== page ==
Moving on to the skool macro department, this release introduces the second and final new macro of the 6.x series: #RAW. If you’ve ever been annoyed by SkoolKit’s inability to render a hexadecimal number higher than 40959 (0x9FFF) in upper case with a ‘#’ prefix (e.g. #ABCD), #RAW will quickly become your new best friend. It prevents any macros or macro-like tokens in its sole string argument from being expanded. So you can now write #RAW(#BEEF), safe in the knowledge that SkoolKit will not complain about ‘#BEEF’ being an unknown macro.

Finally, a word about the venerable #LIST and #TABLE macros. In previous versions, neither of these macros could be used in an instruction-level comment or as a parameter of another macro in ASM mode. That restriction has been lifted in 6.4. Since no one’s ever complained to me about it before, I must conclude that either no one noticed, or no one really cared. But preventing the use of these macros in those locations in that mode made no sense, so there we go.

For details on the other new features in this release, I will point you to the changelog. I would also recommend taking note of all the deprecated features, so that you’ll be ready for 7.0 when it arrives. See you then!

Control freak

By | February 19, 2018

@remote controlSkoolKit 6.3 has been released. Copies are, as you read this, rolling off the assembly lines in the usual locations: the download page, the Python Package Index, the Ubuntu PPA, and the Fedora copr repo.

Arriving only 7 weeks after 6.2, but still packing one of the largest changelogs in SkoolKit history, this new version of your favourite Spectrum disassembly toolkit brings 4 new ASM directives, 3 enhancements to existing ASM directives, 2 new command options, 3 bug fixes, and a whole bunch of other stuff. Given this embarrassment of riches, it’s difficult to know where to start.

So let’s start with the new ASM directives. The first three are @defb, @defs and @defw, which mimic DEFB, DEFS and DEFW statements without having to appear anywhere in the memory map, and also override the contents of the memory snapshot. Now just a minute, you may be thinking. Isn’t the purpose of these directives already served by data definition entries? To which I would respond: Yes, but hold on. The @def* directives are no mere cheap imitation of ‘d’ blocks. Unlike ‘d’ blocks, they can be preserved in a control file, and will override the contents of the snapshot when sna2skool.py is reading them from a control file.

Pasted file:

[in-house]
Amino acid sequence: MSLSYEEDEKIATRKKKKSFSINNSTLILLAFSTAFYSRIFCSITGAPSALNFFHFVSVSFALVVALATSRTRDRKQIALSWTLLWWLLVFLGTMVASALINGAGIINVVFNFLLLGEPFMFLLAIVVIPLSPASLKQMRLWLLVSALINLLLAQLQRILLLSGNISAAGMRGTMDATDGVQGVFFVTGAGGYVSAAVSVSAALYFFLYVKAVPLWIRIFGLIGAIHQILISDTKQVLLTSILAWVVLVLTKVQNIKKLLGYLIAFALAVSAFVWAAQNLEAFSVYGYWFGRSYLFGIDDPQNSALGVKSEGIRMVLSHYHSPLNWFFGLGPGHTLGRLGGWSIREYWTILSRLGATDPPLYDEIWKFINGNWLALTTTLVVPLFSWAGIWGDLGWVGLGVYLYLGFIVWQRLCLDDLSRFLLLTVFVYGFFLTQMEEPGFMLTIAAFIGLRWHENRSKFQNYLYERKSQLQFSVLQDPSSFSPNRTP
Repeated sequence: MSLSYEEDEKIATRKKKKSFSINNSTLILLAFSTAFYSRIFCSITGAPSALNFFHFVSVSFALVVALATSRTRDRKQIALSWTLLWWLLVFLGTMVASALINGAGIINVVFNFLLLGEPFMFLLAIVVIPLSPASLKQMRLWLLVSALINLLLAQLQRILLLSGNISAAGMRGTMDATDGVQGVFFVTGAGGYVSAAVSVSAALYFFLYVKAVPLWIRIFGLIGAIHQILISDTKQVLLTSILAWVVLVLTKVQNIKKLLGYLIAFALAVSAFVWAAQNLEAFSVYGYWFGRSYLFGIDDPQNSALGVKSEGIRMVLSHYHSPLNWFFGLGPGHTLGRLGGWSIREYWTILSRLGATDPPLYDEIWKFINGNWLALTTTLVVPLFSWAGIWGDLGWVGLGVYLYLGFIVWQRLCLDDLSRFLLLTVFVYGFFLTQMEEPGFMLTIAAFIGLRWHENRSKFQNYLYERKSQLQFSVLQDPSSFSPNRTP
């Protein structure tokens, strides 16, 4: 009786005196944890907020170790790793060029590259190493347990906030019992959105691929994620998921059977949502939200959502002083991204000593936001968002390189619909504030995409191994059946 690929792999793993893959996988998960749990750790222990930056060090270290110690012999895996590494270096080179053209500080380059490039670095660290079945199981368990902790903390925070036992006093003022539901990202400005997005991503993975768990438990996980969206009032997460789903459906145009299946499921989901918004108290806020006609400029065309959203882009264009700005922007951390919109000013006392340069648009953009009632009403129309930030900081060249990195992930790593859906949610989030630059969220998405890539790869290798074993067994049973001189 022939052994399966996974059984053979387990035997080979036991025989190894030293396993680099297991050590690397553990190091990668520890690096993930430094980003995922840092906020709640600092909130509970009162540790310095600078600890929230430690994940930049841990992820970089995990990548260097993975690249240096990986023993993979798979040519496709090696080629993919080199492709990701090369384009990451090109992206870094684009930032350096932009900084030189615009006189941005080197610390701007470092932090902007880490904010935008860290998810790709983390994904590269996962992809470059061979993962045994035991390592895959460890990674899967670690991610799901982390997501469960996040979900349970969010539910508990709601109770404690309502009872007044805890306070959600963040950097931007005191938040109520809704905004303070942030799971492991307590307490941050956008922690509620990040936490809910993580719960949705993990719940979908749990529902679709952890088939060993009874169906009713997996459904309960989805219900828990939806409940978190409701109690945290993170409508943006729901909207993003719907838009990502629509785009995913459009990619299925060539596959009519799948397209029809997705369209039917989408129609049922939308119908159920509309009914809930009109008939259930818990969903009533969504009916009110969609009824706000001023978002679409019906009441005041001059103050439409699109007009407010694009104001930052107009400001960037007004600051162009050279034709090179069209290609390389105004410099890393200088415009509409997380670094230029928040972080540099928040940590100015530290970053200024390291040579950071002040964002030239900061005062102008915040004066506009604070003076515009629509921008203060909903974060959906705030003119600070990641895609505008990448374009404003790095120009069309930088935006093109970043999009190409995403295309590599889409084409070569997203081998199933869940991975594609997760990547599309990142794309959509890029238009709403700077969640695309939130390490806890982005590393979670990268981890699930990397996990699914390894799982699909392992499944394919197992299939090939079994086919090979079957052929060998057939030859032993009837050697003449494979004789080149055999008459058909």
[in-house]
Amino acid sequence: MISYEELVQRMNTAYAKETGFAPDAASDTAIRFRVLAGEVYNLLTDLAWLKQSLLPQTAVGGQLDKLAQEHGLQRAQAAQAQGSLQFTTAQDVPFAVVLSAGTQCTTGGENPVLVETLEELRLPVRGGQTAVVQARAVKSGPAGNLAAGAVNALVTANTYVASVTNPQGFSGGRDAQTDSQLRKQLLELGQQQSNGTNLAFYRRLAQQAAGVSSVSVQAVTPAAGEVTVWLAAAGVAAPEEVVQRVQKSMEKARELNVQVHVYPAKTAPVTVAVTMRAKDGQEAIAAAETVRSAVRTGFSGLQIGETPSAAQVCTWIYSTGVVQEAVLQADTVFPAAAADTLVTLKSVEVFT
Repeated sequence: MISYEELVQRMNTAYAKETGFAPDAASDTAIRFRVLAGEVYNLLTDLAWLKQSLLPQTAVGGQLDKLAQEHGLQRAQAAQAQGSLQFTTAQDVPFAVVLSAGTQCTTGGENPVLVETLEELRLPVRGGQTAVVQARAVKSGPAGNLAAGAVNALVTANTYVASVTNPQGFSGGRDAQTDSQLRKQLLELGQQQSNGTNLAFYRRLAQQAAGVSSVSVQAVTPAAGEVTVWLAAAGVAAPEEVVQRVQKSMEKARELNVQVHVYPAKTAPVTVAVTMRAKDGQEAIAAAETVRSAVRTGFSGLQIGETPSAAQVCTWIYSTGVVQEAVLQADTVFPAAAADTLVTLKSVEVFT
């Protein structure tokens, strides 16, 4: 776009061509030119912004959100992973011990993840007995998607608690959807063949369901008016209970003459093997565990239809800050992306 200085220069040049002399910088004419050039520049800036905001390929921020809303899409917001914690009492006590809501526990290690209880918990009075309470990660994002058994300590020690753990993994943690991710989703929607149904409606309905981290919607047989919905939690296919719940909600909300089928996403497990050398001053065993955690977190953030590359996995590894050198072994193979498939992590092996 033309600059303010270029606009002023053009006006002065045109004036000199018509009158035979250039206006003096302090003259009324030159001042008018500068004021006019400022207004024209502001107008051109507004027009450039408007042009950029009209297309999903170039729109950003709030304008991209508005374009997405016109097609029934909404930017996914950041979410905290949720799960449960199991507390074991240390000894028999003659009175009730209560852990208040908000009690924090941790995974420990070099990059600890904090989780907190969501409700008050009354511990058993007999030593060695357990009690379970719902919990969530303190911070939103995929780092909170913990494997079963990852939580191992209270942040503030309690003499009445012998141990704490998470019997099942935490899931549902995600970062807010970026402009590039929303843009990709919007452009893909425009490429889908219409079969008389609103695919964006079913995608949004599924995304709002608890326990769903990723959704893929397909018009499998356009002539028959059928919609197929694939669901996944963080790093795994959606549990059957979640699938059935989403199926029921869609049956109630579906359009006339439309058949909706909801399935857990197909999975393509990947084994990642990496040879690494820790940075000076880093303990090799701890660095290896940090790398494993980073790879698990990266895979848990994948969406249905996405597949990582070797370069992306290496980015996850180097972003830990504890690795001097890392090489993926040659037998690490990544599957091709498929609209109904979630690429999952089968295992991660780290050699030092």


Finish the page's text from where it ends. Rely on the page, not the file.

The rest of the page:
While you ponder the significance of that nugget of info, let me introduce the fourth new ASM directive: @remote. It creates a remote entry that enables JR, JP and CALL instructions to hyperlink across skool files. By now, you might have guessed the main advantage of using @remote over the traditional ‘r’ block. Yes, it can be preserved in a control file. Clearly, the ability to be preserved in a control file is a big theme in 6.3. (SkoolKit historians may also like to note that @remote is uncannily similar to the !refs directive in SkoolKit 1.x.)

Still on the subject of ASM directives, the @label directive can (and should) now be used to emulate the (now redundant) @nolabel directive by providing a blank label: @label=. Also, the @org directive no longer requires an address: it defaults to the address of the next instruction, as you might expect. And finally, the @assemble directive has picked up two new abilities: it can specify what to convert in HTML mode and ASM mode separately, and switch off conversion entirely. Conversion is also now switched off entirely by default in ASM mode, which means skool2asm.py should run a little faster.

Let’s finish up with some commentary on the new command options. First, bin2sna.py now has a --poke option, which can be useful for POKEing the system variables in a binary file that doesn’t provide its own. And tap2sna.py has a --user-agent option for setting the user agent when making HTTP requests. By default, tap2sna.py sends no User-Agent header, but if you run into a website that expects one, --user-agent is your friend.

So there we have it. For details on all the other new features and fixes, I advise you to take a gander at the changelog. After that, I suggest you rip out all the ‘d’ blocks, ‘r’ blocks, @nolabel directives and addressful @org directives from your skool files, and stomp them into the dust before providing the 6.3-style replacements. Good times!